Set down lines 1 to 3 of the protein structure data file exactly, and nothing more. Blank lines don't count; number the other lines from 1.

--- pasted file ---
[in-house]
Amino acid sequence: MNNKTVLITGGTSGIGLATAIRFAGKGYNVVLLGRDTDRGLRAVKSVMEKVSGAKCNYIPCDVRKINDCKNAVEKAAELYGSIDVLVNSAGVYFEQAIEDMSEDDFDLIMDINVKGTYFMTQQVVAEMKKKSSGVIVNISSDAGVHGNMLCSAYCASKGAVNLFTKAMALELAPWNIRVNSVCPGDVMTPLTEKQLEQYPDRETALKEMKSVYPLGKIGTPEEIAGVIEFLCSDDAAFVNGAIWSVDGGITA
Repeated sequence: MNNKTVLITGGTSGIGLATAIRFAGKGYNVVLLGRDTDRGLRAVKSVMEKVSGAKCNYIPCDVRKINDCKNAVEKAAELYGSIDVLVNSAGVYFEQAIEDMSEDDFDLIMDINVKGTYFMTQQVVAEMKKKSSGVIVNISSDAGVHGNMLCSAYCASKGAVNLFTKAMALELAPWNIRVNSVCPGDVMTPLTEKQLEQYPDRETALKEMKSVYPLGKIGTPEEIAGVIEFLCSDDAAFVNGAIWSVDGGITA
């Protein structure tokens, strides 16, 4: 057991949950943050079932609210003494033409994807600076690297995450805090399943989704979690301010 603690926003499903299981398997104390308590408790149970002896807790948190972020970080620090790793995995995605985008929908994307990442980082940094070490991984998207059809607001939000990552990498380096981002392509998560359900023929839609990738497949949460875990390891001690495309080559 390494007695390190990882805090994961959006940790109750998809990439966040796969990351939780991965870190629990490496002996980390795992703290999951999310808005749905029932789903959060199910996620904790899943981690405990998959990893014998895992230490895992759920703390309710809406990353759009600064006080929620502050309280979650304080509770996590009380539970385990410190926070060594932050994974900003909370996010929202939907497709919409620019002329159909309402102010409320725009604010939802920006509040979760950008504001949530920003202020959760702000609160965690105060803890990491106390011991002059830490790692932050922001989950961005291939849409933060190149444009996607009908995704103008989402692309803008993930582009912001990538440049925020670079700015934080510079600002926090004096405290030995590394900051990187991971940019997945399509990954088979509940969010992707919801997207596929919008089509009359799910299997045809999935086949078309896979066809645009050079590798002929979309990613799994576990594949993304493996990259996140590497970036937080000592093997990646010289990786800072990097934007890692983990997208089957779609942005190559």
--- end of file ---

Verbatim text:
[in-house]
Amino acid sequence: MNNKTVLITGGTSGIGLATAIRFAGKGYNVVLLGRDTDRGLRAVKSVMEKVSGAKCNYIPCDVRKINDCKNAVEKAAELYGSIDVLVNSAGVYFEQAIEDMSEDDFDLIMDINVKGTYFMTQQVVAEMKKKSSGVIVNISSDAGVHGNMLCSAYCASKGAVNLFTKAMALELAPWNIRVNSVCPGDVMTPLTEKQLEQYPDRETALKEMKSVYPLGKIGTPEEIAGVIEFLCSDDAAFVNGAIWSVDGGITA
Repeated sequence: MNNKTVLITGGTSGIGLATAIRFAGKGYNVVLLGRDTDRGLRAVKSVMEKVSGAKCNYIPCDVRKINDCKNAVEKAAELYGSIDVLVNSAGVYFEQAIEDMSEDDFDLIMDINVKGTYFMTQQVVAEMKKKSSGVIVNISSDAGVHGNMLCSAYCASKGAVNLFTKAMALELAPWNIRVNSVCPGDVMTPLTEKQLEQYPDRETALKEMKSVYPLGKIGTPEEIAGVIEFLCSDDAAFVNGAIWSVDGGITA